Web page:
In your mind’s eye, imagine holding a bicycle inner tube. Next take a pair of scissors and cut the tube so that it hangs down in a single straight line. Then place the tube on the floor in front of you. What you now have is a design very similar to your digestive system. Both are hollow tubes with an opening at the top (the mouth) and an exit at the bottom (your butt).
If we forced food into the top of the inner tube and then squeezed it all the way down, it would eventually come out at the bottom. This would be a pretty good example of how the body expels waste. Now hold that image.
Again take out our scissors and begin making several microscopic nicks to the inner-tube. If we again try to force the food down the tube notice how some of it begins to squeeze through those tiny nicks. In theory, those tiny particles are now finding their way into the bloodstream. That’s not good, right?
Not really. The immune system is smart but it isn’t expecting to see fecal matter and particles of food floating around in the bloodstream. As far as the immune system is concerned, all partially digested bacon sandwiches are safely trapped inside the inner tube (AKA your digestive tract).
So when the immune system spots something it doesn’t recognize, it gets a little freaked out and sends the whole system into red alert. Boomshakalaka, say hello to your new food sensitivities.
But guts aren’t meant to leak so why would they do that?
In certain individuals, proteins found in gluten can be notoriously difficult to break down. Over time, the delicate lining of the gut can become irritated and inflamed. Once the lining become permeable food particles to ooze through and enter the bloodstream (as with our inner-tube example). The term for this is often described as leaky gut syndrome. Let’s explore this concept.
From the time we swallow it, to the time it leaves the body, food was always meant to stay inside the digestive system. For it to wander into the bloodstream is both unusual and unnatural. Some might say, almost as unnatural as the way we now grow our food.
In recent years food has recently undergone some radical changes. Much of our food is now sprayed with some pretty heavy duty pesticides. This has become an everyday farming practice and nobody seems to mind. Yet, many of these pesticides contain EDCs (endocrine disrupting chemicals). They work by disrupting the central nervous systems of bugs. Some of the newer insecticides also work by disrupting the guts of insects. Hmm, I see.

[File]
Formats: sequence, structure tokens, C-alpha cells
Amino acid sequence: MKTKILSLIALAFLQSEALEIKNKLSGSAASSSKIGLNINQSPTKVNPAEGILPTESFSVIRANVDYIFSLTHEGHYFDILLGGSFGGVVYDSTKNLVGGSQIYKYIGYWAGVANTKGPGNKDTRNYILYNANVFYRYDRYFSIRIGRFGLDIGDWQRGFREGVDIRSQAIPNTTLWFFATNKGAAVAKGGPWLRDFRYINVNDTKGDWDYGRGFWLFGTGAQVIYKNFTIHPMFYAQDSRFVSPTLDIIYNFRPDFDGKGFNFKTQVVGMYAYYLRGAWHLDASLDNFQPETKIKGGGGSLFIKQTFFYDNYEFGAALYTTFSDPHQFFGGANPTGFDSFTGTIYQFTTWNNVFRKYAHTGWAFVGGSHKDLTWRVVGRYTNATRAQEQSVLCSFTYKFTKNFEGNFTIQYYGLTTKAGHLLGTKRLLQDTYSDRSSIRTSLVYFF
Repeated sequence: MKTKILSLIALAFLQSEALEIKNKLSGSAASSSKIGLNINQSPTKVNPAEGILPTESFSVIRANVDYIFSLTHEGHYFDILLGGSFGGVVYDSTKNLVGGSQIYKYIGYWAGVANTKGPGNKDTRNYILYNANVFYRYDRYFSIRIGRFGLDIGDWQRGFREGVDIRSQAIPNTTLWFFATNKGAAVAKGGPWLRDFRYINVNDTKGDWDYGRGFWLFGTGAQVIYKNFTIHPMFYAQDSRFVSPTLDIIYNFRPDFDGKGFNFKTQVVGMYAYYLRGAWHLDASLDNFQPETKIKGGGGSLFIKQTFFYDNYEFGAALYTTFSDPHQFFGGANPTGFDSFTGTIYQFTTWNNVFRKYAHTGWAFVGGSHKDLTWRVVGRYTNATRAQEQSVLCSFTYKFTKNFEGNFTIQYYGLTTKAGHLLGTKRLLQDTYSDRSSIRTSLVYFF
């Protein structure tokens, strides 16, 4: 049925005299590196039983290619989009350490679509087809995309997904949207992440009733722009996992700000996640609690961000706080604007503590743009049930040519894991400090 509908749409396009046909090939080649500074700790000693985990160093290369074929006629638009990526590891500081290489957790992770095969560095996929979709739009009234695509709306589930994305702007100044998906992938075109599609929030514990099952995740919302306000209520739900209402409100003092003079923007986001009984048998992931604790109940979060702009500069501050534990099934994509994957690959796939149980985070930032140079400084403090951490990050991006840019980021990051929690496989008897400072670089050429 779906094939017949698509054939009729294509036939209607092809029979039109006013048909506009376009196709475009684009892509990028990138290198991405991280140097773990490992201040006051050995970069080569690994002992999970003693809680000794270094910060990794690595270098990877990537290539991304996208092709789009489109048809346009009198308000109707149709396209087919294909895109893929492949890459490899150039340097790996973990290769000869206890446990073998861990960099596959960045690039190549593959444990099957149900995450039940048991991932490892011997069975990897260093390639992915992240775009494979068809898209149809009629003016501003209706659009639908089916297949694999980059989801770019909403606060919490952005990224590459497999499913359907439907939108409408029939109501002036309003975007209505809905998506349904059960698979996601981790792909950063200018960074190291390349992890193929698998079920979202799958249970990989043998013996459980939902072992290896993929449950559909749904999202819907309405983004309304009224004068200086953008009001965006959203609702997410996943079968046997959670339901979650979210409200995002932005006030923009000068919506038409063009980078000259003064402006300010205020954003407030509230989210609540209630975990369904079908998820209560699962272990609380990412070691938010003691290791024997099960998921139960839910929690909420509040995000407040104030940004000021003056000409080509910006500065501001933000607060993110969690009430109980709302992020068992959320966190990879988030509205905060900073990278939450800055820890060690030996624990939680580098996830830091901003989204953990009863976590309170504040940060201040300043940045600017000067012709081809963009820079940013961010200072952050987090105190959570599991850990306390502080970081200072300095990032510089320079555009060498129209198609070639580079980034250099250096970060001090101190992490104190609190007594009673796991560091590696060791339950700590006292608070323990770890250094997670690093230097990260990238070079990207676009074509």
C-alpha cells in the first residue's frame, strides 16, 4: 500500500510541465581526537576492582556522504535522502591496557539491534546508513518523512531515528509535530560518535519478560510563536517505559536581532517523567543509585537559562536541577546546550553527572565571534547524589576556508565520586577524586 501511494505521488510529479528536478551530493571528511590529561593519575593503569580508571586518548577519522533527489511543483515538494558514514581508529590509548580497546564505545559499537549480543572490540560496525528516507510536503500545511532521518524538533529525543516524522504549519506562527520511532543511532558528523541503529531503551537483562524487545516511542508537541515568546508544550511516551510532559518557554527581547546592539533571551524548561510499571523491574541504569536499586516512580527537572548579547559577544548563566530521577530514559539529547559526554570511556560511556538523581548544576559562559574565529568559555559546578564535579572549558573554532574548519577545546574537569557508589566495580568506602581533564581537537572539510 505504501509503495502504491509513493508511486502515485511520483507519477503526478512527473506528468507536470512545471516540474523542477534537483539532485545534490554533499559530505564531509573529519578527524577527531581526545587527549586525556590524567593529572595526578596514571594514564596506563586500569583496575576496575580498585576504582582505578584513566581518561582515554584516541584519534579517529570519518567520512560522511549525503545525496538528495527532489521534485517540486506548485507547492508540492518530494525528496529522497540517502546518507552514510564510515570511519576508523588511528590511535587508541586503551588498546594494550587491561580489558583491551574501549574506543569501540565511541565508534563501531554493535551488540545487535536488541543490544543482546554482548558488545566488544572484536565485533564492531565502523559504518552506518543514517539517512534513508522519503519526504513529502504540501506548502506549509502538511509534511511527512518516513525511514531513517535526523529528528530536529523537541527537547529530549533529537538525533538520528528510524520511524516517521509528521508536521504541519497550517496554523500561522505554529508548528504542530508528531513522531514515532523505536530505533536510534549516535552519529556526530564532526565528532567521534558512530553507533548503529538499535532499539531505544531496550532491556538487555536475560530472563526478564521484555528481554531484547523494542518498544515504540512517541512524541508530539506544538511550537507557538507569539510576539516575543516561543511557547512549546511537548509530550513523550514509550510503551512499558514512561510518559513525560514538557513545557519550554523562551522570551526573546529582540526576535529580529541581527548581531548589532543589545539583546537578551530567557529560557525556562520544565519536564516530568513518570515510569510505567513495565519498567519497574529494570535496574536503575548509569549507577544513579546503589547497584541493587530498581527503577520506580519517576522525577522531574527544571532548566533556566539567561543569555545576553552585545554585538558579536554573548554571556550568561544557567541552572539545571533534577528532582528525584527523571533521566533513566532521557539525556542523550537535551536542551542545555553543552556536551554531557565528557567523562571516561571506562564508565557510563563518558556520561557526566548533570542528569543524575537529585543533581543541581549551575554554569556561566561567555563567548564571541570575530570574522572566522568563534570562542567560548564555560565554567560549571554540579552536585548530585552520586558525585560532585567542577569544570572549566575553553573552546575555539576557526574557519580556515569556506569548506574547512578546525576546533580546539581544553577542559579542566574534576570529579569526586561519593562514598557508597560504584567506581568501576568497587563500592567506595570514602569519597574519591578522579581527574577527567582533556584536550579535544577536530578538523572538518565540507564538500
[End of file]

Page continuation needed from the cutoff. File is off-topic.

The standard western diet is also heavily reliant on grain, most of which have now been “modified” to increase crop yields. While this may sound good, nobody can say for sure how this will affect the human race long term.
For some of us, the gluten found in wheat, barley, and rye is already causing a wide range of reactions. These reactions can range from a feeling of general fatigue to mental confusion and just about everything in between. Throw into the mix a few thousand food additives and we shouldn’t be all that surprised when people experience digestive issues.
Once grains become a problem, switching to “gluten-free” products is unlikely to solve the problem. Think of a lung cancer patient switching different cigarette brands as a way of limiting symptoms. Once your immune system reacts to gluten, you may need to go grain free or you may find you are simply exchanging one problem for another.
The good news is you can buy certified gluten-free oats, but it pays to be sure of the source. The bad news is some people are still going to react because cross-contamination with gluten is common during processing.
It’s important to note that inflammation plays a pivotal role in ALL illness. When your immune system begins to attack food particles in the bloodstream, systemic inflammation is your reward.
A small amount of localized inflammation can be thought of as a well-guarded campfire with a practical benefit. But, inflammation left to linger can soon become a rampant forest fire. The connection between illness and this type of out of control inflammation is well documented.